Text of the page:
Bone Densitometer
Established standard for measuring bone mineral density Especially for women bone health...
Bone Densitometer

DEXA Bone Densitometry is the gold standard for measuring bones mass and detecting Osteoporosis. Osteoporosis is a bone disorder that can be described as a generalized weakening of the skeleton due to loss of bone and calcium. A skeleton that has been weakened by bone loss is more likely to fracture, and people with osteoporosis have a high incidence of fractures. If all those people with osteoporosis could be identified and treated, a large number of fractures could be prevented.

In India, 1 in 6 women over 50 years old will break their femur (hip), while 1 in 4 will suffer severe fractures in one or more bones.

The death rate from osteoporosis-related fractures is greater than deaths caused by breast and ovarian cancer combined!

It is CT based investigation screening whole body for screening. In contrast, conventional portable machines can only scan single sites.


An annual DEXA scan is recommended after the age of 40 years (especially for women).

Experts believe you may be at risk for osteoporosis if you have one or more of the following:

Family history of osteoporosis.
Early menopause either natural or surgical.
Amenorrhea (lack of periods) particularly in young woman.
Anti-seizure medicine for many years.
Hyperthyroidism or hyperparathyroidism.
Cushing's syndrome.
Kidney failure colitis.
Stomach or intestinal surgery.
High intake of alcohol, coffee, tea or soft drinks.
Heavy smoking.
Low dietary intake of calcium.

No preparations is required for this test.

How is the procedure performed?

Bone density tests are a quick and painless procedure. This examination is usually done on an outpatient basis. You will probably be asked to fill out a questionnaire that will help the doctor determine if you have medical conditions or take certain medications that either increase or decrease your risk of a fracture. DEXA is most often performed on the lower spine and hips. In children and some adults, the whole body is sometimes scanned. Peripheral devices that use x-ray or ultrasound are sometimes used to screen for low bone mass.

In the Central DEXA examination, which measures bone density in the hip and spine, the patient lies on a padded table. An x-ray generator is located below the patient and an imaging device, or detector, is positioned above.
To assess the spine, the patient's legs are supported on a padded box to flatten the pelvis and lower (lumbar) spine. To assess the hip, the patient's foot is placed in a brace that rotates the hip inward. In both cases, the detector is slowly passed over the area, generating images on a computer monitor. You must hold very still and may be asked to keep from breathing for a few seconds while the x-ray picture is taken to reduce the possibility of a blurred image. The DEXA bone density test is usually completed within 10 to 30 minutes, depending on the equipment used and the parts of the body being examined.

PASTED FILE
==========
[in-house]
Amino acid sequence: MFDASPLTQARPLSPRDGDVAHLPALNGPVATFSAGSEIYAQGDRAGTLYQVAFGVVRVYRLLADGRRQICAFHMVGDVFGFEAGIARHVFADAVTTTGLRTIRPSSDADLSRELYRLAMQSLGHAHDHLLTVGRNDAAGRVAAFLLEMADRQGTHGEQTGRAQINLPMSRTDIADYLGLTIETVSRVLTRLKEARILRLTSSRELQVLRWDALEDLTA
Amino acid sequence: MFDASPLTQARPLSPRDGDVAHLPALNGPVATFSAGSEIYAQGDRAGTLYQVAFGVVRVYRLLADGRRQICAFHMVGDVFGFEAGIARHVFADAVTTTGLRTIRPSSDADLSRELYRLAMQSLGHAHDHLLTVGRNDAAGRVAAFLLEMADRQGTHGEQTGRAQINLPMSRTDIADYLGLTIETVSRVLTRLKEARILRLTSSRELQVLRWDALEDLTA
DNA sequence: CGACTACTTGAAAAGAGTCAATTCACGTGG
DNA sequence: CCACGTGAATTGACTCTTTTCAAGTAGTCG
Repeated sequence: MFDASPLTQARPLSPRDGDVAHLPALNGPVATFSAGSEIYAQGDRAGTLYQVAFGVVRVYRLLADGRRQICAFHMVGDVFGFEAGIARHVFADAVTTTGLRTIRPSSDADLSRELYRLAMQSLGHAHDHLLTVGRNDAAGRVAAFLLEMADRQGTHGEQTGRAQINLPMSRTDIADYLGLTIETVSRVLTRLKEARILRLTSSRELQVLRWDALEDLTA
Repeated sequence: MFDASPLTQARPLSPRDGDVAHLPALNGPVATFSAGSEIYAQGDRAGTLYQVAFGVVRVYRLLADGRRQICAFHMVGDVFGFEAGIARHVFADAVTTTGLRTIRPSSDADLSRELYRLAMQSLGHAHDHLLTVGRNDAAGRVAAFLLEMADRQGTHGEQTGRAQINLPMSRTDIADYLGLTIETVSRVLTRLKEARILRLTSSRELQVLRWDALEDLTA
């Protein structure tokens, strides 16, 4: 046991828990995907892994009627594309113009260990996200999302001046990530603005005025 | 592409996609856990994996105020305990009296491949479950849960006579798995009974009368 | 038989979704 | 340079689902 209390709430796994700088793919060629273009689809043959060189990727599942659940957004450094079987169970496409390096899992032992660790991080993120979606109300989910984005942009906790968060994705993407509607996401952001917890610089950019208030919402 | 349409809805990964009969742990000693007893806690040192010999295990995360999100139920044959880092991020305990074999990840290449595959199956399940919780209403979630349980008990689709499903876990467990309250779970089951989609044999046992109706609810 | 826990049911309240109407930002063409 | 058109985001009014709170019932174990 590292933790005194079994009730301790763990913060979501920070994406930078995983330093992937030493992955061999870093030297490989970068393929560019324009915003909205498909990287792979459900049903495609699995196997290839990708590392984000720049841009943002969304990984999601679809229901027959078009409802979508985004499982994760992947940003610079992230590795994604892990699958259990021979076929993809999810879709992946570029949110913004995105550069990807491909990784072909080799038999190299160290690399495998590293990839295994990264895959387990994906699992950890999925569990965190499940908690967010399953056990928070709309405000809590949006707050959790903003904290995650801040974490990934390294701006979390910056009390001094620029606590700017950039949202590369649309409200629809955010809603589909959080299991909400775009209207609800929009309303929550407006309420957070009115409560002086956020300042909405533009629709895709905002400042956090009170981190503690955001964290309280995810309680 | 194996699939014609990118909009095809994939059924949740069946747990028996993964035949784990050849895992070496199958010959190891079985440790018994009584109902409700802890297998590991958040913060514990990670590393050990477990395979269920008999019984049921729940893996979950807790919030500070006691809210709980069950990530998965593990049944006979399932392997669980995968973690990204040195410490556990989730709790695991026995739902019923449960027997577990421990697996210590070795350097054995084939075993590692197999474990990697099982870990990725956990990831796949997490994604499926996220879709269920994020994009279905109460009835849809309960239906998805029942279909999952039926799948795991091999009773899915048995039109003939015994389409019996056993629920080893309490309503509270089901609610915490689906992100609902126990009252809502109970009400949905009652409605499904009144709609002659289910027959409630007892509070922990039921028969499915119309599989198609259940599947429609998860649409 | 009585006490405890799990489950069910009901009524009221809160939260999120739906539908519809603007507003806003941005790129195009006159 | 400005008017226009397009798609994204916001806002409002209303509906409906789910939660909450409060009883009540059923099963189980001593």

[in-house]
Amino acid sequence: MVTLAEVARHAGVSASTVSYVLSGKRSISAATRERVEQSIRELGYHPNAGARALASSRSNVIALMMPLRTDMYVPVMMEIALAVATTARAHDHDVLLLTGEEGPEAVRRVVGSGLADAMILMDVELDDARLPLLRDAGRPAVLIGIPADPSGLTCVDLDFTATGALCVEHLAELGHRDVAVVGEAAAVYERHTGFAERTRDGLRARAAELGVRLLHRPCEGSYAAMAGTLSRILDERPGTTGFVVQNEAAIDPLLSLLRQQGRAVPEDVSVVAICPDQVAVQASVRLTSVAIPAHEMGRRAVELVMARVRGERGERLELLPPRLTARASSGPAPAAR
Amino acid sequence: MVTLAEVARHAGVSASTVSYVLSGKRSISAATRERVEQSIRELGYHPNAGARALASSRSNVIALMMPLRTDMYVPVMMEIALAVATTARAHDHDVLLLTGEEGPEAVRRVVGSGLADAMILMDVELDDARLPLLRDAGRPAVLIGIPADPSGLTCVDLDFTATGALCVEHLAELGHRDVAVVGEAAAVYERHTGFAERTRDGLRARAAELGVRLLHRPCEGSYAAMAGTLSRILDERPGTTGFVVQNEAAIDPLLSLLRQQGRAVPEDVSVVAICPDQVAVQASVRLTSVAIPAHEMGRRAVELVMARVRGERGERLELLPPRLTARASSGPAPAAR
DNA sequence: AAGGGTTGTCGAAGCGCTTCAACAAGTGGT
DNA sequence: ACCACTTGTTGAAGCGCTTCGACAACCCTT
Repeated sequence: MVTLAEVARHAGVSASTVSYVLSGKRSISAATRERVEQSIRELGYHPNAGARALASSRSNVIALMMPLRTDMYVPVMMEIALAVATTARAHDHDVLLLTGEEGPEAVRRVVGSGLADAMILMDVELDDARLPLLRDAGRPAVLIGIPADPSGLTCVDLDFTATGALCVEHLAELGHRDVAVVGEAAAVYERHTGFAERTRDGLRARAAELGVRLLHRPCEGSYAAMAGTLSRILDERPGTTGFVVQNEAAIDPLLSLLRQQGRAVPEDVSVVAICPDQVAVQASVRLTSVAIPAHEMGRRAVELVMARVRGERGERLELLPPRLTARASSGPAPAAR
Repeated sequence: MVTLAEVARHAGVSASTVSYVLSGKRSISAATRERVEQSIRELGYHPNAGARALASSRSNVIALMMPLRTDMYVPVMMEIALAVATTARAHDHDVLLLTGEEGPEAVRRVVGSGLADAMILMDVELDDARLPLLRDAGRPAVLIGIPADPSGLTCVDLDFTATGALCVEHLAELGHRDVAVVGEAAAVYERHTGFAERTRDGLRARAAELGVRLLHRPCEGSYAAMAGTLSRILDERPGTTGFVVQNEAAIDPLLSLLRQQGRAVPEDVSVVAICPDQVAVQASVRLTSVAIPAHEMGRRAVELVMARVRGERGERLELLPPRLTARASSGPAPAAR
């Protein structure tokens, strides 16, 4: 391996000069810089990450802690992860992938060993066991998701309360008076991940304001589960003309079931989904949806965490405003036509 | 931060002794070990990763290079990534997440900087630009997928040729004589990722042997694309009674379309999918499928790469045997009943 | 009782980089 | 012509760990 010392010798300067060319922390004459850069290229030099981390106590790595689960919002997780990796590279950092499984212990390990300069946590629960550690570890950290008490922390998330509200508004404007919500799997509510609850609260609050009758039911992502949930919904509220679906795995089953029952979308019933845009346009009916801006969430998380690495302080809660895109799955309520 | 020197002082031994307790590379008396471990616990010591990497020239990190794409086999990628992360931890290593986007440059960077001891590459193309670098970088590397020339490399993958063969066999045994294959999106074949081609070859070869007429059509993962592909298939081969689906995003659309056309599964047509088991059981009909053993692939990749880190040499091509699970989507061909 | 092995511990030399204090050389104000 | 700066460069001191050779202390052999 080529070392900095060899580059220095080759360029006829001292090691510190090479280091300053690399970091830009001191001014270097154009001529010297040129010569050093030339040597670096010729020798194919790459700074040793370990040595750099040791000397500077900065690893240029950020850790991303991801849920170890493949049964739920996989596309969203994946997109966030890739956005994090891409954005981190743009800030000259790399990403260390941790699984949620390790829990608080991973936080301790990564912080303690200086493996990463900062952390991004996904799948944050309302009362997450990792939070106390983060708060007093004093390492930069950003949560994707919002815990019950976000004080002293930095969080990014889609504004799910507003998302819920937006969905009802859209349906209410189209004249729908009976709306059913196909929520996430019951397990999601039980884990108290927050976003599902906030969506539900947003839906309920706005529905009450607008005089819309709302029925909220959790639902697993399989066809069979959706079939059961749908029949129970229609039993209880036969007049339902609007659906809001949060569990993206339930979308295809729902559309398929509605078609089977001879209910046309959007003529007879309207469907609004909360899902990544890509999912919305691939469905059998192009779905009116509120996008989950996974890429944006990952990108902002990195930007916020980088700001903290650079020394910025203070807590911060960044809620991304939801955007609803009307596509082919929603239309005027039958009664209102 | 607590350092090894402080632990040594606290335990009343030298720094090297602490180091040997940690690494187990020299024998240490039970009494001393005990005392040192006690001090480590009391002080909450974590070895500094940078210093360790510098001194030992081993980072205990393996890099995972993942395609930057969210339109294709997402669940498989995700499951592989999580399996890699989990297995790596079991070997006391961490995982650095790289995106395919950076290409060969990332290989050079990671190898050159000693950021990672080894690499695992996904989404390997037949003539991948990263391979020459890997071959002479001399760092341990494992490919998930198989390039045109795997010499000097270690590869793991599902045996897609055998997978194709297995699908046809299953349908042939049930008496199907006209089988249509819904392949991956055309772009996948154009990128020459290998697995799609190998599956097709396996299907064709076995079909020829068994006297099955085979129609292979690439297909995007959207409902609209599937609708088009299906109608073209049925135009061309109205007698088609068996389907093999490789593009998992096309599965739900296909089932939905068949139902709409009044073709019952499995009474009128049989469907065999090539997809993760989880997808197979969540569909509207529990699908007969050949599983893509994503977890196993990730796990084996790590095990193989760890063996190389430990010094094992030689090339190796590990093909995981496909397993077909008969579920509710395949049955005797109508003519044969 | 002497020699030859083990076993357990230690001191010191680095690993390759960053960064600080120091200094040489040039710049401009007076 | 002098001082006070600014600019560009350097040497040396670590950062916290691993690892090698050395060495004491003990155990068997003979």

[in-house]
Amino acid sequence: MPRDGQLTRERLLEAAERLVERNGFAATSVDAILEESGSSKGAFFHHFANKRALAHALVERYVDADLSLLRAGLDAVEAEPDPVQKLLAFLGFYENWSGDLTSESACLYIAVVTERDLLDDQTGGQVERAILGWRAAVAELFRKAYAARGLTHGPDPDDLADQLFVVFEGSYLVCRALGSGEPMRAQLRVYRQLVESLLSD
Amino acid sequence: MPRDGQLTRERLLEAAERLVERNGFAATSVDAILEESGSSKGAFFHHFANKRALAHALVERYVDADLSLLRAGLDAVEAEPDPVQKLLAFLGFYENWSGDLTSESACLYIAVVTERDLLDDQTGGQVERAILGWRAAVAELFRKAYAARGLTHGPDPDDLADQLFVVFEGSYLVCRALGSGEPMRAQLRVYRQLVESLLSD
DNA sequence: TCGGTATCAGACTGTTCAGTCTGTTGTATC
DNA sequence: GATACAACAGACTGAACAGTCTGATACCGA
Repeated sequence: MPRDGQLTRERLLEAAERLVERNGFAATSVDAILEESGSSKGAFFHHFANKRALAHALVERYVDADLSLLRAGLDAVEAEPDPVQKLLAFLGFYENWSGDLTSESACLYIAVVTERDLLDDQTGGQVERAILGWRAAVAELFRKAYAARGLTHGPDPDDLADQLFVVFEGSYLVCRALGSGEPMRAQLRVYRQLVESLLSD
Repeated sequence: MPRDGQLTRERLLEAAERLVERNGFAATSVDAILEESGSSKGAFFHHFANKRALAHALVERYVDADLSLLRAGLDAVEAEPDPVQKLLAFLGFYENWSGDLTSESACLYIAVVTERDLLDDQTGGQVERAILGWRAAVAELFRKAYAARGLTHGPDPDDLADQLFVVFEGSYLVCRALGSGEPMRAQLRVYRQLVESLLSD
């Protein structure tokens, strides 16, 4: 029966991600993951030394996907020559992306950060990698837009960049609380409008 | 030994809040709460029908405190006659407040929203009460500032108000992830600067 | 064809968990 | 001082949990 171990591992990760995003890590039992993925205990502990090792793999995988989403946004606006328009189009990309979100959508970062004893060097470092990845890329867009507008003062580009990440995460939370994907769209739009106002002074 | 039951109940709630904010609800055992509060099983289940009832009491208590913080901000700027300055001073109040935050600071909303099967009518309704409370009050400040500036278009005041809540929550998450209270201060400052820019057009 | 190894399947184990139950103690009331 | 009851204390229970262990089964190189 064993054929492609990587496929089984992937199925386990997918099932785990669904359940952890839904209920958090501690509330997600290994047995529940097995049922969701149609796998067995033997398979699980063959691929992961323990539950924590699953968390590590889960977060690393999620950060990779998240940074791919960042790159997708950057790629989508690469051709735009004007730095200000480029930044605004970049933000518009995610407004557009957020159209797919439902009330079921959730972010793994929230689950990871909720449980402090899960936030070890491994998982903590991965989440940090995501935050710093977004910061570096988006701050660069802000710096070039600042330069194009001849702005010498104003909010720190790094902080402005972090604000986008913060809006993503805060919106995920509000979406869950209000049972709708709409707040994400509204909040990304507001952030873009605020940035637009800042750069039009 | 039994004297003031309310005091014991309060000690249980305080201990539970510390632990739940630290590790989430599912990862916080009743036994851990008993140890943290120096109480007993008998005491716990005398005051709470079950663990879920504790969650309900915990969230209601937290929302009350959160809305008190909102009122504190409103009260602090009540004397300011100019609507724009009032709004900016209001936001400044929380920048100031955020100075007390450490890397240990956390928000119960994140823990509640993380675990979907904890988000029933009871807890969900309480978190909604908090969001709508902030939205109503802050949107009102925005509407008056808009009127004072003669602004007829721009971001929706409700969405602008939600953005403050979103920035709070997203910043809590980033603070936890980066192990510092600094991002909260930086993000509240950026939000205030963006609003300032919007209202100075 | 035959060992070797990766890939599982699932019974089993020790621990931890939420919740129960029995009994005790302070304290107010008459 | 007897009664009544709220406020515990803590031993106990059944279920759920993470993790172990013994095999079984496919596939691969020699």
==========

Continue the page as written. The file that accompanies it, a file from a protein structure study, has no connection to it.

An additional procedure called Lateral Vertebral Assessment (LVA) is now being done at many centers. LVA is a low-dose x-ray examination of the spine to screen for vertebral fractures that is performed on the DEXA machine. The LVA test adds only a few minutes to the DEXA procedure.
The peripheral tests are simpler. The finger, hand, forearm or foot is placed in a small device that obtains a bone density reading within a few minutes.
What are the limitations of DEXA Bone Densitometry?
A DEXA test cannot predict who will experience a fracture but can provide indications of relative risk.
Despite its effectiveness as a method of measuring bone density, DEXA is of limited use in people with a spinal deformity or those who have had previous spinal surgery. The presence of vertebral compression fractures or osteoarthritis may interfere with the accuracy of the test; in such instances, CT scans may be more useful.
A test done on a peripheral location, such as the heel or wrist, may help predict the risk of fracture in the spine or hip. These tests are not helpful in following response to treatment and if it indicates drug therapy, a baseline central DEXA scan should be obtained.

Your test results will be in the form of two scores:

T score : This number shows the amount of bone you have compared with a young adult of the same gender with peak bone mass. A score above -1 is considered normal. A score between -1 and -2.5 is classified as osteopenia (low bone mass). A score below -2.5 is defined as osteoporosis. The T score is used to estimate your risk of developing a fracture.
Z score : This number reflects the amount of bone you have compared with other people in your age group and of the same size and gender. If this score is unusually high or low, it may indicate a need for further medical tests.
Small changes may normally be observed between scans due to differences in positioning and usually are not significant.
How frequently you should undergo this test?

Routine evaluations every two years may be needed to see a significant change in bone mineral density. Few patients, such as patients on high dose steroid medication, may need follow-up at six months.

X-rays usually have no side effects in the typical diagnostic range for this exam.
But There is always a slight chance of cancer from excessive exposure to radiation. However, the benefit of an accurate diagnosis far outweighs the risk. Women should always inform the radiologist / physician if she is pregnant.
No other complications are expected with the DXA procedure.